Abu Dhabi: Forging new links

Large-scale infrastructure projects under way in Abu Dhabi are expected to give the economy a welcome fillip and open up future investment opportunities.

Union Railway, the government-backed nationwide rail project, announced in early September that it is opening the bidding on lucrative packages related to the planned UAE-wide link.

The railway is expected to significantly change transport and industry in the emirate and the wider region. With plans for a 1500-km line that will connect the UAE with Saudi Arabia in Ghweifat and Oman at Al Ain, it is a major plank in federal policymakers’ transport strategy. The project is also seen as testimony to the government’s commitment to large infrastructure development and expected to be a major boost to the local economy.

The Union Railway Company initiated the bidding process for diesel locomotives and freight wagons to service the first phase of the project in September, with offers to be submitted by October 3. Advance Rail Group, a joint venture announced last week between Al Habtoor Leighton Group and Australia’s John Holland, last week declared its interest.

Over the medium to long term having the project is expected to create a thriving small and medium-sized enterprise (SME) sector in Abu Dhabi and the wider UAE for businesses specialising in locomotive supplies, maintenance and manufacturing.

In addition, the railway is also going to play an important role connecting business and industry with the country’s sea and aviation infrastructure. It is all part of a strategy to boost the efficiency of manufacturing and future heavy industrial exports.

Within the first phase, which is expected to be completed in 2013, there will be 265 km of track connecting the Shah natural gas field south-west of Abu Dhabi city with the oil and gas facilities at Habshan and with Ruwais port.

The route will initially cater to freight transport, though passenger services will be added in the near term. Abu Dhabi National Oil Company, the state energy producer, plans to use the Shah gasfield to Habshan route to transport sulphur.

When fully built, all phases of the project will operate a network connecting the seven emirates, with final completion expected in 2017. There is talk of a passenger line between the capital and Dubai.

Another important government-backed project also grabbing headlines is Abu Dhabi Port Company’s (ADPC) Khalifa Port and Industrial Zone (KPIZ) award of a $131m infrastructure package in early October to Greek contractor, Consolidated Contracting Engineering & Procurement. Dual carriageways connecting the onshore port to the industrial zone make up an important part of the contract. Other work includes infrastructure such as a modular path for transporting oversize cargo, utilities and waste water, as well as telecommunications and a range of other important infrastructure.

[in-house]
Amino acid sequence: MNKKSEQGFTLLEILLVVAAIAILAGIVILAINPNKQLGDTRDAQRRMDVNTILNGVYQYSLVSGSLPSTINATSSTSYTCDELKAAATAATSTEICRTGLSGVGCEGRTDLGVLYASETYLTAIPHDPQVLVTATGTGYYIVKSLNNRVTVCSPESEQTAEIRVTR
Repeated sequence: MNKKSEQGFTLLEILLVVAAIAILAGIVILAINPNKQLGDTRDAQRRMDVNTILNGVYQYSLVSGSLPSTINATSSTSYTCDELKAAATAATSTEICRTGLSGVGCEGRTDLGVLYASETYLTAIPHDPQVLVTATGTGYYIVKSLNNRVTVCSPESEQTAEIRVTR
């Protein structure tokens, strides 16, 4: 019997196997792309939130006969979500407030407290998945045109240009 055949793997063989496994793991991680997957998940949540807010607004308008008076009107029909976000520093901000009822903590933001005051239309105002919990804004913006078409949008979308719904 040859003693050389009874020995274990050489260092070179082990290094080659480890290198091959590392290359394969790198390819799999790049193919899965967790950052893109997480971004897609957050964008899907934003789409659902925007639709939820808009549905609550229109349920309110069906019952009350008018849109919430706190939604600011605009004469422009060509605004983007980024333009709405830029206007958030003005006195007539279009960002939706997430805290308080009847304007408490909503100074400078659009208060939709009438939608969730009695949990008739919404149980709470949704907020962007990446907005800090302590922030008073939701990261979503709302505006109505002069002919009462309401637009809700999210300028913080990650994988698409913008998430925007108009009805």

Just a couple of days later, ADPC also awarded a $285m infrastructure works contract to Al Habtoor Leighton Group. The agreement is for the construction, fit-out, testing and commissioning of the civil and structural works for Industrial Zone Area A primary infrastructure (central and south). The second and third of the three construction packages will provide the facilities for an industrial centre catering for a wide range of heavy, medium and light industries. Construction of the works will begin immediately and is scheduled to end in July 2012.

This was the sixth major package awarded over the last year for KPIZ and illustrates the importance the government places in the project. As outlined in the Economic Vision 2030 the industrial zone at KPIZ is a key pillar to industrial diversification and set to be a significant GDP contributor to Abu Dhabi’s economy.

The strategy is based around the idea of industrial clusters and attracting tenants from a wide range of industries. The plan is to cater to base-metal specialists, heavy machinery, transport vehicle assembly, chemicals, shipyards, building materials, processed foods and beverages, light manufacturing and assembly, SMEs, trade and logistics, information and communication technology and alternative energy, as well as others.

Besides the notable impact projects such as KPIZ and Union Railway will have on economic growth, they will also play a major role in the emirate’s long-term ambitions for industrial and economic diversification. Over the short term, however, the government’s policy of investing billions of dollars in infrastructure is expected to bolster growth in the non-oil economy, owing to the multiplier effect of so much construction work being carried out within the local economy.


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